TDR Case Note T012114 (2012)
The Customer (a small business based in Orewa) subscribed to landline, broadband, and cellphone services with the Scheme Member Provider (Provider).
After receiving confirmation of the phone number, the Customer arranged all its printing and advertising and waited for the calls to come in. They did not, and the Customer discovered that when anyone based locally tried to call, they got a 'dead line' signal, and, the Customer presumed, decided that the business was not yet open for operation. The Customer finally discovered that local callers had to add '09' before the number in order to get through, due to the fact that the Provider had allocated an Auckland Central city phone number to the Customer. Local callers were not aware that they had to add '09'. The Customer was advised that he would need a new phone number to resolve this issue.
The Customer complained and sought $5,000 towards advertising costs and compensation of $9,770 for staff wages, as employees had been engaged for the opening of the business but had no work to do because of the number issue.
The Provider confirmed that the Auckland number was allocated to the Customer in error and offered to reimburse the Customer for advertising costs of $4,102.69 as verified by the relevant invoices. The Provider also offered an additional goodwill gesture of $2,500.00, but added the condition that this offer would be off the table if the Customer declined it, in which event and the Provider would offer only 3 months plan charges (being $447).
The Adjudicator found that the issue giving rise to this dispute was that the Provider issued a number that required an area code to call from within the Customer's local area. The Provider had admitted its mistake and had partially remedied the situation by allocating a local number. The remaining issues were the remedies for the Customer's claims for the cost of advertisements and hired staff. The Adjudicator found that Provider had agreed to reimburse the cost of re-advertising and reprinting, so there was no remaining issue to be adjusted upon with respect to those costs.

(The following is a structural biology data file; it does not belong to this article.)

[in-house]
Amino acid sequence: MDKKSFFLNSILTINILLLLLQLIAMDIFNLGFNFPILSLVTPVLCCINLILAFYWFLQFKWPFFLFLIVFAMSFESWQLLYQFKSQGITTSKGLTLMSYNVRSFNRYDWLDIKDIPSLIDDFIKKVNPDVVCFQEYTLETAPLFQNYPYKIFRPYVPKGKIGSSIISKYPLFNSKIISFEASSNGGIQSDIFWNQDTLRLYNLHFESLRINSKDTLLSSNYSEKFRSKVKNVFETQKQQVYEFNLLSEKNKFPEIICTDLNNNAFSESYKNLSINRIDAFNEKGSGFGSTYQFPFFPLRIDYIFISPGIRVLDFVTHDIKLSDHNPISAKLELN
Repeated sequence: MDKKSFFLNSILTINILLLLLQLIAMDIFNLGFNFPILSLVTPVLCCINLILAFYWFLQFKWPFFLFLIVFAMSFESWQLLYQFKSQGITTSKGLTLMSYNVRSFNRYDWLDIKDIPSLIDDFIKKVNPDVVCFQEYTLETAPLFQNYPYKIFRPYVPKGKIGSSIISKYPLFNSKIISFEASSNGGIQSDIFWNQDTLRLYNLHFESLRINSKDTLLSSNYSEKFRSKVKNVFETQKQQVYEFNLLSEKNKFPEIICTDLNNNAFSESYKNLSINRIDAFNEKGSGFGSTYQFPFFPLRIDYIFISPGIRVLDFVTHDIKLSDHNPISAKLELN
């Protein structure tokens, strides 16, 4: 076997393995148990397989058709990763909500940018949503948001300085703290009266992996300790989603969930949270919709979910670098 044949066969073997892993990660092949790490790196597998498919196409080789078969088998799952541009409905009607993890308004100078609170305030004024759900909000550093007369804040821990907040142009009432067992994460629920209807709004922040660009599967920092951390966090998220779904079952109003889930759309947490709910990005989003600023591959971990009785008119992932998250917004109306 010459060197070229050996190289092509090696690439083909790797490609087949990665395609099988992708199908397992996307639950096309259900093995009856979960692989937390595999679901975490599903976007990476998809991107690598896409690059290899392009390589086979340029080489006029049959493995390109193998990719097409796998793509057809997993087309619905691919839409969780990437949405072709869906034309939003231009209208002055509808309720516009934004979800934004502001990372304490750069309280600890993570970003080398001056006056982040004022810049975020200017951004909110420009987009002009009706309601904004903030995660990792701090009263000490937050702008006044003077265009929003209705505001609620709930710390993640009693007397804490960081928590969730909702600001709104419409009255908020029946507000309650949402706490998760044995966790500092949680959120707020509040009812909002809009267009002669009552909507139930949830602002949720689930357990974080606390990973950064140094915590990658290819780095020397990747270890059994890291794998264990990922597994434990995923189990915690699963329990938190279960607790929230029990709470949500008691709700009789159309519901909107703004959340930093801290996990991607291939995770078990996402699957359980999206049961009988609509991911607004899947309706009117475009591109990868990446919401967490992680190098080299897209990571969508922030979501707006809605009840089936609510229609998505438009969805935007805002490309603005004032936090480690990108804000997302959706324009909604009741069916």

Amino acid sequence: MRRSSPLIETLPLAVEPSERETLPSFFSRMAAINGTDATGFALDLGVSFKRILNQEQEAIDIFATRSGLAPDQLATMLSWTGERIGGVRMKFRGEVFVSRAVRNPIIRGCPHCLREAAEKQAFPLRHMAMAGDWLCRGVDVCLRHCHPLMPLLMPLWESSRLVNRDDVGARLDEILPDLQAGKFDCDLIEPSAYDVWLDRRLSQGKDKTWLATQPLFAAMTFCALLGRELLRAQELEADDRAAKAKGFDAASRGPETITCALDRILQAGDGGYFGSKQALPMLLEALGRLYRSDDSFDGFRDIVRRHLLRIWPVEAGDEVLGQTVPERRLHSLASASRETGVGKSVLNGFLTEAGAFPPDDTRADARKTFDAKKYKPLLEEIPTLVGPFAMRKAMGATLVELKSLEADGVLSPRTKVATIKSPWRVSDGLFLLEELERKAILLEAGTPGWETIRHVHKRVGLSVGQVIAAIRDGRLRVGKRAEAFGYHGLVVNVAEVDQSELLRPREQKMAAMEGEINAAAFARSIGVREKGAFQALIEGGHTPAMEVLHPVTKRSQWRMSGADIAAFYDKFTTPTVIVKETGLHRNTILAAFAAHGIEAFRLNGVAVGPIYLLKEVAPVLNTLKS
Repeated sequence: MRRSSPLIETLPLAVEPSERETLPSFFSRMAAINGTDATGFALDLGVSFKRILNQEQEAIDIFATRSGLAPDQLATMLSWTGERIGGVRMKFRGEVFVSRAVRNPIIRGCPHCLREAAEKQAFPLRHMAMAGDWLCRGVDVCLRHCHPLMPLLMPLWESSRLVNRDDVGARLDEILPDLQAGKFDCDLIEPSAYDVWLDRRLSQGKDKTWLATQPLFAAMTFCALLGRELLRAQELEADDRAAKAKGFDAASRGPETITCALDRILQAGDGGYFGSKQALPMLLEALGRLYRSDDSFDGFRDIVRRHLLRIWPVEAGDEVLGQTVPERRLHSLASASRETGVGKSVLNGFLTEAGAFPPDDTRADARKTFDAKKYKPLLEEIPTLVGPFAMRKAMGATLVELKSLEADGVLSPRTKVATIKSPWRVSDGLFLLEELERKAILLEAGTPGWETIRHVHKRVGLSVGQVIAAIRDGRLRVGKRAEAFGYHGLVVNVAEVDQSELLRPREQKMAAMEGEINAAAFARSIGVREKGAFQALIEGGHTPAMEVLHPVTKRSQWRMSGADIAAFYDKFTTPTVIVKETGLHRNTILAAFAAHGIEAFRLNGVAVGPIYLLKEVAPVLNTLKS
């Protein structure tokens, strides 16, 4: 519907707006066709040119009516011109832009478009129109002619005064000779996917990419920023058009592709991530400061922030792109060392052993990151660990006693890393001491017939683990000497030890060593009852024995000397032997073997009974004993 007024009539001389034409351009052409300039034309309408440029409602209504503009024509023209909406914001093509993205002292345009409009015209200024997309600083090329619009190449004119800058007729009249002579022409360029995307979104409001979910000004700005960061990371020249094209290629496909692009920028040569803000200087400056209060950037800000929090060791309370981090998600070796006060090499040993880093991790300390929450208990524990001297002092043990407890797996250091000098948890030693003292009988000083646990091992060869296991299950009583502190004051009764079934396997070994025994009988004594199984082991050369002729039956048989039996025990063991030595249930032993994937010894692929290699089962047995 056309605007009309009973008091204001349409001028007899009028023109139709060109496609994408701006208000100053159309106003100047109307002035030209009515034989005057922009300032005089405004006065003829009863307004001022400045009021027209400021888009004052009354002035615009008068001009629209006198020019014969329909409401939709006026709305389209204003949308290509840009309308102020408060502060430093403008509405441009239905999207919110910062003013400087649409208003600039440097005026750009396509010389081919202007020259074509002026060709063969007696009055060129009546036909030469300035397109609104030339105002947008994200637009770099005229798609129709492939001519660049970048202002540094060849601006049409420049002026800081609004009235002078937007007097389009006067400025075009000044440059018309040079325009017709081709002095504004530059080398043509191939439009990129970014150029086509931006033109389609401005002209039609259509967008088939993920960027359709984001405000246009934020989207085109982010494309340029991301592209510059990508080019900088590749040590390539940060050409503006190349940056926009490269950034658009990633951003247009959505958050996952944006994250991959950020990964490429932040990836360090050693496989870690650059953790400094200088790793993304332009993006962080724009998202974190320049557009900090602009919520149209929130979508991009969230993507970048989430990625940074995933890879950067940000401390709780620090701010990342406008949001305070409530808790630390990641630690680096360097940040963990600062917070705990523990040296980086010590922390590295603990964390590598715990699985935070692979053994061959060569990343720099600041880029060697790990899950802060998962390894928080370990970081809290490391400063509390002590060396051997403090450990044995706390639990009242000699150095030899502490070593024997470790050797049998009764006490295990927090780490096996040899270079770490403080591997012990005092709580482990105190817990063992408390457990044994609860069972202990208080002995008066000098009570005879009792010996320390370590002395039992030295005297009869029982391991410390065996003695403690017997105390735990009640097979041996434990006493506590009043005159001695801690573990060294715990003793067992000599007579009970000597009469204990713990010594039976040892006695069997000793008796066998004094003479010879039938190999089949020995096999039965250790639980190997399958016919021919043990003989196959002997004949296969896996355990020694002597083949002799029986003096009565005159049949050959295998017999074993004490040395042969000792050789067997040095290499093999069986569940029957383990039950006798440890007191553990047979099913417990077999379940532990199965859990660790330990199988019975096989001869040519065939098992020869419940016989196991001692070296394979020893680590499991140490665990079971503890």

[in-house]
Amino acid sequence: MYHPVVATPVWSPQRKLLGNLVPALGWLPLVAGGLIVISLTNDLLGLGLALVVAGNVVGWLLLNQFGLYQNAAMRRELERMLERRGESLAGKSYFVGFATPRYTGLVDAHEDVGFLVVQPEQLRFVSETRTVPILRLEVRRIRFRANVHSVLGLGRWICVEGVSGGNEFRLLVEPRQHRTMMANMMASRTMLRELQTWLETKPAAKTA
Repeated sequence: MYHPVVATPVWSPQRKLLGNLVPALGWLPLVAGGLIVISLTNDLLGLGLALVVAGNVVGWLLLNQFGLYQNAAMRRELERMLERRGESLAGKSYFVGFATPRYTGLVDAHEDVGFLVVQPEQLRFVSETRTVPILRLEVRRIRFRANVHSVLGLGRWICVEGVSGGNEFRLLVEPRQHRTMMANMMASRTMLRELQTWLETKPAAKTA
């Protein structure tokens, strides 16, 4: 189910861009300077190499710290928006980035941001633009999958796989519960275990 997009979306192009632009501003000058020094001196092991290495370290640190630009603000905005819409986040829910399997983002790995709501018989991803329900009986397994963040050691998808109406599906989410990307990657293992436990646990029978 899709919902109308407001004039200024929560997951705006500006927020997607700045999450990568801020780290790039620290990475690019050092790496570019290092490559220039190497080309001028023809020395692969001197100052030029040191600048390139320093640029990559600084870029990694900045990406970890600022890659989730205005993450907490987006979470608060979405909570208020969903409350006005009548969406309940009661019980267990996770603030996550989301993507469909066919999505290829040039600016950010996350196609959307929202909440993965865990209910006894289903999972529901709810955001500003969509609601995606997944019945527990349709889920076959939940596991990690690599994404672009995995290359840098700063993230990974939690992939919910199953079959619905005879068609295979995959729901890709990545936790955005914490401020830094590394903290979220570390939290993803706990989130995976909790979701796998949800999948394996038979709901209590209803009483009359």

With regard to the compensation toward the Customer's staff wages, with reference to the Provider's Terms and Conditions, the Adjudicator found that the parties could contract out of the Consumer Guarantees Act 1993 (CGA) because the Customer entered into the contract with the Provider as a business. Moreover, the Provider's Terms and Conditions excluded the Provider's liability relating to "any loss of profits or revenue, loss of data, lost business or missed opportunities, wasted expenditure or savings". In addition, with reference to clause 21.1 of the Customer Complaints Code (the Code), the Adjudicator cannot award compensation in respect of the claim for the cost of wages for the staff employed by the Customer.
The Adjudicator upheld the Customer's complaint and concluded that the Provider made an error that led to expenditure on advertising containing a phone number that did not meet the needs of its client.
The Provider therefore had to pay for the advertising that had the wrong phone number. The Customers complaint was therefore upheld in part.